Exclusive research criteria were as follows cases having twin gestations, preterm deliveries, congenital anomalies, hypertension with pregnancy, DM whether gestational or pregestational smokers and cases with history of substance abuse cases recruited for the research study didn’t have immunological, cardiovascular, gastrointestinal, or pulmonary illnesses.
Sonographic assessment has been conducted by the same sonographer to prevent interobserver variability issues. Gestational age has been calculated according to the first day of the last menstrual period and sonographic biometry indices (CRL and BPD) between the 9th and 11th gestational weeks. At the 20th-24th gestational weeks, obtained fetal biometric indices were implemented to evaluate expected fetal weight using Hadlock formulas after delivery, the neonatal weight and placental volume have been measured.
Umbilical cord and placental sample assessment after around 3-7 days of fixation by formalin, placental weight and volume had been measured with histopathological gross examination and the umbilical cord was executed by an experienced pathologist. The obtained placenta has been cut along the longest diameter in 1cm thick strips and the thickness of the tissue was measured at the site of umbilical cord insertion. Umbilical cord samples were taken from the placental end and divided into transverse slices measuring 4mm, in a perpendicular manner to the umbilical cord. Histological slices have been dehydrated in graded ethanol series, cleaned in xylene, and embedded in paraffin. After hematoxylin/eosin (HE) staining process, histological samples have been examined microscopically.
Data were collected, revised, coded and entered to the Statistical Package for Social Science (IBM SPSS) version 23. The quantitative data were presented as mean, standard deviations and ranges when parametric and median with inter-quartile range (IQR) when nonparametric. Also, qualitative variables were presented as number and percentages. The comparison between groups regarding qualitative data was done by using Chi-square test and/or Fisher exact test when the expected count in any cell found less than 5. The comparison between two independent groups with quantitative data and parametric distribution was done by using Independent t-test while with nonparametric data were done by using Mann-Whitney test. Spearman correlation coefficients were used to assess the correlation between quantitative parameters. The confidence interval was set to 95% and the margin of error accepted was set to 5%. So, the p-value was considered significant at the level of < 0.05.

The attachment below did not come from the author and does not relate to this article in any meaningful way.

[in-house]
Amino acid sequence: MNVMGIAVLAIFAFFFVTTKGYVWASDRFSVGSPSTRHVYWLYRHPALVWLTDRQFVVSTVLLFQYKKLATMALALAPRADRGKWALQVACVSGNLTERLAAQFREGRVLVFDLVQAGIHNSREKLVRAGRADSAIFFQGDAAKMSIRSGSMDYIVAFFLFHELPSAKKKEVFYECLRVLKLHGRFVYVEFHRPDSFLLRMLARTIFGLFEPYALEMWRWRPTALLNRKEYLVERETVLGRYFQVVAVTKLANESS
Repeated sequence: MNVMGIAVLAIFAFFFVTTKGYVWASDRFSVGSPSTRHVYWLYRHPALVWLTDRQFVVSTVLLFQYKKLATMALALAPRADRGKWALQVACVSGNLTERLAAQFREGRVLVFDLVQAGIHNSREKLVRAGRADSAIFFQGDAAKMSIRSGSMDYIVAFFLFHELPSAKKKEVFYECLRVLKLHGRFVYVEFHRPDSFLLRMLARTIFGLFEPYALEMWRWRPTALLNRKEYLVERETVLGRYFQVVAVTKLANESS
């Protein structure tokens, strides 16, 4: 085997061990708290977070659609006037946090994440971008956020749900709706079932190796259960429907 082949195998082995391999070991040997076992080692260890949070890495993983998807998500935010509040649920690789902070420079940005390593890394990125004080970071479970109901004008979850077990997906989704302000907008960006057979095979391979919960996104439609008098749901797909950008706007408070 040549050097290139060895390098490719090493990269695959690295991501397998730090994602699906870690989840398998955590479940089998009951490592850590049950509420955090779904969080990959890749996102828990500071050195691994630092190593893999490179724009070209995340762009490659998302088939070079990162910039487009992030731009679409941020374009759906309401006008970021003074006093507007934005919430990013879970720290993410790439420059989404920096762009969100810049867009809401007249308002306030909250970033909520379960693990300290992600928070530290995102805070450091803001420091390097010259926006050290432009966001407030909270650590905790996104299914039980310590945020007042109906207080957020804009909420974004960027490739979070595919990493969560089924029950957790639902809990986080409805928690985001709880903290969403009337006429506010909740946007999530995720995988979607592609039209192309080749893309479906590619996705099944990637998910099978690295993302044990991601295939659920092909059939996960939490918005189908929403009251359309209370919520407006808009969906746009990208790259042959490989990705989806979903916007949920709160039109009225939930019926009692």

Table 1 reveals and displays that there was no statistically significant difference between IUGR and control research groups as regards the MCV, RBC count, Hb, Hct, platelet count, MPV, prothrombin time, INR, APTT, (p values=0.123, 0.571, 0.538, 0.526, 0.132, 0.492, 0.136, 0.314, 0.281 consecutively); however concerning umbilical artery S/D ratio was statistically significantly higher among IUGR research group, on the other hand there was no statistically significant difference between IUGR and control research groups as regards maternal age and BMI, parity with p values 0.122, 0.342, 0.623, consecutively. Statistical significant difference existed concerning birth weight of neonates being higher in control research group (p value<0.001), although APGAR score at 1 min was statically significantly higher among control research group (p value=0.042); the APGAR score at 5 and 10 min wasn’t statically significantly different between both research groups (p values = 0.119, 0.321 consecutively), finally gestational age and gender among both research groups wasn’t statistically significantly different (p values =0.061,0.603 consecutively) (Table 1).
Table 2 and Figure 1 reveals and displays the placental histopathological findings among both IUGR and control research groups in which there was no statistical significant difference as regards focal calcification, amnion nodosum, villitis, hematoma (p values=0.080, 0.681, 0.681, 0.469 consecutively) whereas Villous hypo vascularization, Villous hypoplasia, Intervillous fibrin deposition, Syncytial node, Non-conversion of maternal vessels were statistically significantly more frequent among IUGR research group (p values <0.001, 0.010, 0.022, <0.001, 0.022 consecutively) (Table 1) (Figures 1-4).
Table 1: Clinical research data of the mothers and newborns.
*: Data were presented as median with (IQR) and compared using Mann-Whitney test
•: Data were presented as mean with SD and compared using Independent t-test
≠: Data were presented as numbers and percentages and compared using chi-square test
Table 2: Placental histopathologic alterations.
Data were presented as numbers and percentages and compared using Chi-square test and or Fisher exact test
Figure 1: Placental histopathologic findings among the two research groups (*) indicate statistically significant difference among most findings investigated.
Figure 2: Placental morphometry; placental volume measured after delivery shows the strongest correlation with birth weight, not the placental volume.